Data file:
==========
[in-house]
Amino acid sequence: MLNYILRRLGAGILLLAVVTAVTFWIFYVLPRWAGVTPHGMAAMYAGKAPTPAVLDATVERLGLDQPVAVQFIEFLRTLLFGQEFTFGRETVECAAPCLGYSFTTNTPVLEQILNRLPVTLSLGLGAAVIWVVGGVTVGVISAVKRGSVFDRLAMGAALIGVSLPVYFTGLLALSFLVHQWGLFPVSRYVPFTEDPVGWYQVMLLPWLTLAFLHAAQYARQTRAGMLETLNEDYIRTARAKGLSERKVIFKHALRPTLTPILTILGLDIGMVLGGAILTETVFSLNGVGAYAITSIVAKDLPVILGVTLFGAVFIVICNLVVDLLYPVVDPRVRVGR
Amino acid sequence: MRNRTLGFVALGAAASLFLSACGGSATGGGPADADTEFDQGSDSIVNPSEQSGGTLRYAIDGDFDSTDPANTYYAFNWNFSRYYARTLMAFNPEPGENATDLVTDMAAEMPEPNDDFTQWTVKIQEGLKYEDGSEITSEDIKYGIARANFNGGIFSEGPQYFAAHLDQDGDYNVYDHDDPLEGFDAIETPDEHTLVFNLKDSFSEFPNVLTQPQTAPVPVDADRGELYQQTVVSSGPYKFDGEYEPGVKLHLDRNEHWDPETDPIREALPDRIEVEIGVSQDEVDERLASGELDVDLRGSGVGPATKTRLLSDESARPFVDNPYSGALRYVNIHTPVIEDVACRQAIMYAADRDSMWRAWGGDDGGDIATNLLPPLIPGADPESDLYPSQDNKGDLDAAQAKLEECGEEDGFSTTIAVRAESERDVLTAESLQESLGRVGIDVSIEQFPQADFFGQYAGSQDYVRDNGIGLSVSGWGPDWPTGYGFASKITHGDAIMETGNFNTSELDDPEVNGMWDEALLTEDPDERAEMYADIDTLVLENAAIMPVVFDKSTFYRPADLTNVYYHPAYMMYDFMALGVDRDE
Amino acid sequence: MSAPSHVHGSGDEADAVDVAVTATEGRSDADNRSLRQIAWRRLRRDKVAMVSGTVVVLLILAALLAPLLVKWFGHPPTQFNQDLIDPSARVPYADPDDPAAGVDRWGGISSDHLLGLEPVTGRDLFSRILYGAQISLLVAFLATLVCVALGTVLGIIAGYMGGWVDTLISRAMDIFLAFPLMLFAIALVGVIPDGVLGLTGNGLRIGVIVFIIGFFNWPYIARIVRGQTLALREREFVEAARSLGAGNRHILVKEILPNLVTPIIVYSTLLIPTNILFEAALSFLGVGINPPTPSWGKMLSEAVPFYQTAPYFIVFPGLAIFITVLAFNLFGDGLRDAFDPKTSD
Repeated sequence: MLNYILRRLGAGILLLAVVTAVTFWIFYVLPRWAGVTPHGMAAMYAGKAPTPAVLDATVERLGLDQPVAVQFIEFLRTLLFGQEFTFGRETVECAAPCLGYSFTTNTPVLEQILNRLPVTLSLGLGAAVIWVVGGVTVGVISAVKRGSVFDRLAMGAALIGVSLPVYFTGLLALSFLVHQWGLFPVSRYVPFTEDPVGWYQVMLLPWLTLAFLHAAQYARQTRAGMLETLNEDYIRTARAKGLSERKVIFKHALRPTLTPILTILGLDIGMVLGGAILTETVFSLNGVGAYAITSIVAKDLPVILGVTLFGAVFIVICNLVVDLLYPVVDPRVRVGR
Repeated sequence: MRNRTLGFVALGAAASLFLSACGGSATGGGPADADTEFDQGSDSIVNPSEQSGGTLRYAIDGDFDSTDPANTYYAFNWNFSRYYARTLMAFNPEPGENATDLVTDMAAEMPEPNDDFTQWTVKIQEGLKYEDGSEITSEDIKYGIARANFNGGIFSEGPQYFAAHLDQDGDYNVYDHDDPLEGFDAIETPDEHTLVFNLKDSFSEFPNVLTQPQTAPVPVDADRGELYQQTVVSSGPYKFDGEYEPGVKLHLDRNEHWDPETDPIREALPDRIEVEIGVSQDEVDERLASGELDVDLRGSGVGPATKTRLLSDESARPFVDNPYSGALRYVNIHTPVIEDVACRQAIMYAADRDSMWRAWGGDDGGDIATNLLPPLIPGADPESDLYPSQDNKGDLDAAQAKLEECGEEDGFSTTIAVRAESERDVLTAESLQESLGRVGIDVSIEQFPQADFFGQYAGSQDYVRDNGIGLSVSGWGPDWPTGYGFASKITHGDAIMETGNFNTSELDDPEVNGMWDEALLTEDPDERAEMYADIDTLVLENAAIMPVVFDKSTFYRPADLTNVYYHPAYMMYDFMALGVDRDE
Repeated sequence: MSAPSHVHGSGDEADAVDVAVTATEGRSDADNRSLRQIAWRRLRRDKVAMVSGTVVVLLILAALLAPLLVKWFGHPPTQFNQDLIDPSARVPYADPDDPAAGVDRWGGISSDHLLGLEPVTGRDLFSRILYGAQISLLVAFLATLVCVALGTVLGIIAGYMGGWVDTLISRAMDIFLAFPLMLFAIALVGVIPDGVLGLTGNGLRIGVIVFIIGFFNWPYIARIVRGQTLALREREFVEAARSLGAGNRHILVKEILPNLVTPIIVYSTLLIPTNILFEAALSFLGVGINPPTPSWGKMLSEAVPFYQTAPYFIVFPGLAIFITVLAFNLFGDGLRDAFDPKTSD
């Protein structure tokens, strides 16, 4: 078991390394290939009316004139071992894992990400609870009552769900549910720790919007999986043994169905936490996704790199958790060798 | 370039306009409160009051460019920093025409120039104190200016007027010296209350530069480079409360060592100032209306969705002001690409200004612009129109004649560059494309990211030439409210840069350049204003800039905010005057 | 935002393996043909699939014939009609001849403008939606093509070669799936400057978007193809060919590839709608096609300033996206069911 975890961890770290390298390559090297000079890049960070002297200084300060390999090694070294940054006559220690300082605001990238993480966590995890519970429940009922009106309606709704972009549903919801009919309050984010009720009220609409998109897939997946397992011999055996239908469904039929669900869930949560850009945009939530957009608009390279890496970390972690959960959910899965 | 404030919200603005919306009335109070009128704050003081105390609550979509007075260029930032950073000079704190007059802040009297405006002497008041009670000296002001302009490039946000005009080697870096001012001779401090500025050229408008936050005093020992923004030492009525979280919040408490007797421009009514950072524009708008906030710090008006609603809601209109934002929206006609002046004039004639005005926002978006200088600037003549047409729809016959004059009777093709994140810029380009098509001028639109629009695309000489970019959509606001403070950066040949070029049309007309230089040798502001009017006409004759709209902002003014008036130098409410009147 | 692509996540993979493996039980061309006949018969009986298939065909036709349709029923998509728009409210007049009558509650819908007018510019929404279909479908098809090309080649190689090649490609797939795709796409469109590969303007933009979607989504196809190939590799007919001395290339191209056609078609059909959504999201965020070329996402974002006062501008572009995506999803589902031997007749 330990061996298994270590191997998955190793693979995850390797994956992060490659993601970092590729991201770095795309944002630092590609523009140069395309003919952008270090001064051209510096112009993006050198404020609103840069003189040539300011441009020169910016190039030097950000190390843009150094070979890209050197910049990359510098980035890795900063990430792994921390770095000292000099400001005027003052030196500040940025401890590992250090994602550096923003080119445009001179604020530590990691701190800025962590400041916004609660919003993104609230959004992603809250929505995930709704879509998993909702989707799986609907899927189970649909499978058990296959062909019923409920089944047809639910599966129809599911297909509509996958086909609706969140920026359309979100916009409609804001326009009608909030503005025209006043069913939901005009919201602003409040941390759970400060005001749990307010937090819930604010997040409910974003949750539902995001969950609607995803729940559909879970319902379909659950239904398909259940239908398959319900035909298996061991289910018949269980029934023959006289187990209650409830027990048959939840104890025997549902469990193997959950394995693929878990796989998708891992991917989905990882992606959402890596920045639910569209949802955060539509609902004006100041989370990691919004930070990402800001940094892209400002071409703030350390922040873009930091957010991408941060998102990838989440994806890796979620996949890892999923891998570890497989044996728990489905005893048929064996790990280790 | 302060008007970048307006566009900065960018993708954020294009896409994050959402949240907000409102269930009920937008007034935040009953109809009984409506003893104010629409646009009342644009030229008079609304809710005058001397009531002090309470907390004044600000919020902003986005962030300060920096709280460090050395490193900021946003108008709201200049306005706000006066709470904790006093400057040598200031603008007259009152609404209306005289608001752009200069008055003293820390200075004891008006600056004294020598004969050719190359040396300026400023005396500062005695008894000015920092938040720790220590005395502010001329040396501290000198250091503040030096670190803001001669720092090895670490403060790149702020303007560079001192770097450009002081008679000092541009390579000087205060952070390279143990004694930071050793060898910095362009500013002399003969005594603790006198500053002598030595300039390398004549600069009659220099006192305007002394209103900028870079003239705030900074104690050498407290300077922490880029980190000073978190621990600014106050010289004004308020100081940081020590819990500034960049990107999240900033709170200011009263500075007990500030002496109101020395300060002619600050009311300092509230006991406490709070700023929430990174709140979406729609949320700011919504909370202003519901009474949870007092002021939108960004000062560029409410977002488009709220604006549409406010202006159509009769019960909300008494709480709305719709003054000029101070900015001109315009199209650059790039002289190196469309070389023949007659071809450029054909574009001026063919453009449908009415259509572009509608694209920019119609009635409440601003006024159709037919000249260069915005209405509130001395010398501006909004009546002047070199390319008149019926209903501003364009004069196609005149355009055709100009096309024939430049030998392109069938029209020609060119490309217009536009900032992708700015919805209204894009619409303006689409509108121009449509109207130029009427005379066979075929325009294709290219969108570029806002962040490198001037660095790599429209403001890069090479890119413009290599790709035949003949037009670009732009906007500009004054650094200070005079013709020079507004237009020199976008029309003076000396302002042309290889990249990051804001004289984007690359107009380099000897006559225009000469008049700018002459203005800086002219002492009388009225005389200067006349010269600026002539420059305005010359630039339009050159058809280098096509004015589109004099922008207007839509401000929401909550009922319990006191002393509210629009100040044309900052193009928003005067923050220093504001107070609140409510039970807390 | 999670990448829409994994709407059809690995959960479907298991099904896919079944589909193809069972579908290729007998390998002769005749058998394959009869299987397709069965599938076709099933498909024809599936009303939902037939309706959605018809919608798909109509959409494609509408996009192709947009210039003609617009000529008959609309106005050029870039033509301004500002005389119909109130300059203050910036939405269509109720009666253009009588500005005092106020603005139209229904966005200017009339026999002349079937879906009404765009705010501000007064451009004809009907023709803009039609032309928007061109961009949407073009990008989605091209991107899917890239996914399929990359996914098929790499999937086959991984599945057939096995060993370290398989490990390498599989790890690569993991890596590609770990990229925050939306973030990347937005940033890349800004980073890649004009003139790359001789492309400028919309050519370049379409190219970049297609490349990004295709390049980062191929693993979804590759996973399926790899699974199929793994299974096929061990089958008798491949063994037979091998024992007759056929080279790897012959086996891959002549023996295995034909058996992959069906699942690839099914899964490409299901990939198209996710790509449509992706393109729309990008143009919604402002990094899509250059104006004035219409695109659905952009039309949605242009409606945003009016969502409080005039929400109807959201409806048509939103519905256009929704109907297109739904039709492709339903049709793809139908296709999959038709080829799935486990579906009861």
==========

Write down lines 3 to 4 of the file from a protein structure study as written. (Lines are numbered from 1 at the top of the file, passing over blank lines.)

Amino acid sequence: MRNRTLGFVALGAAASLFLSACGGSATGGGPADADTEFDQGSDSIVNPSEQSGGTLRYAIDGDFDSTDPANTYYAFNWNFSRYYARTLMAFNPEPGENATDLVTDMAAEMPEPNDDFTQWTVKIQEGLKYEDGSEITSEDIKYGIARANFNGGIFSEGPQYFAAHLDQDGDYNVYDHDDPLEGFDAIETPDEHTLVFNLKDSFSEFPNVLTQPQTAPVPVDADRGELYQQTVVSSGPYKFDGEYEPGVKLHLDRNEHWDPETDPIREALPDRIEVEIGVSQDEVDERLASGELDVDLRGSGVGPATKTRLLSDESARPFVDNPYSGALRYVNIHTPVIEDVACRQAIMYAADRDSMWRAWGGDDGGDIATNLLPPLIPGADPESDLYPSQDNKGDLDAAQAKLEECGEEDGFSTTIAVRAESERDVLTAESLQESLGRVGIDVSIEQFPQADFFGQYAGSQDYVRDNGIGLSVSGWGPDWPTGYGFASKITHGDAIMETGNFNTSELDDPEVNGMWDEALLTEDPDERAEMYADIDTLVLENAAIMPVVFDKSTFYRPADLTNVYYHPAYMMYDFMALGVDRDE
Amino acid sequence: MSAPSHVHGSGDEADAVDVAVTATEGRSDADNRSLRQIAWRRLRRDKVAMVSGTVVVLLILAALLAPLLVKWFGHPPTQFNQDLIDPSARVPYADPDDPAAGVDRWGGISSDHLLGLEPVTGRDLFSRILYGAQISLLVAFLATLVCVALGTVLGIIAGYMGGWVDTLISRAMDIFLAFPLMLFAIALVGVIPDGVLGLTGNGLRIGVIVFIIGFFNWPYIARIVRGQTLALREREFVEAARSLGAGNRHILVKEILPNLVTPIIVYSTLLIPTNILFEAALSFLGVGINPPTPSWGKMLSEAVPFYQTAPYFIVFPGLAIFITVLAFNLFGDGLRDAFDPKTSD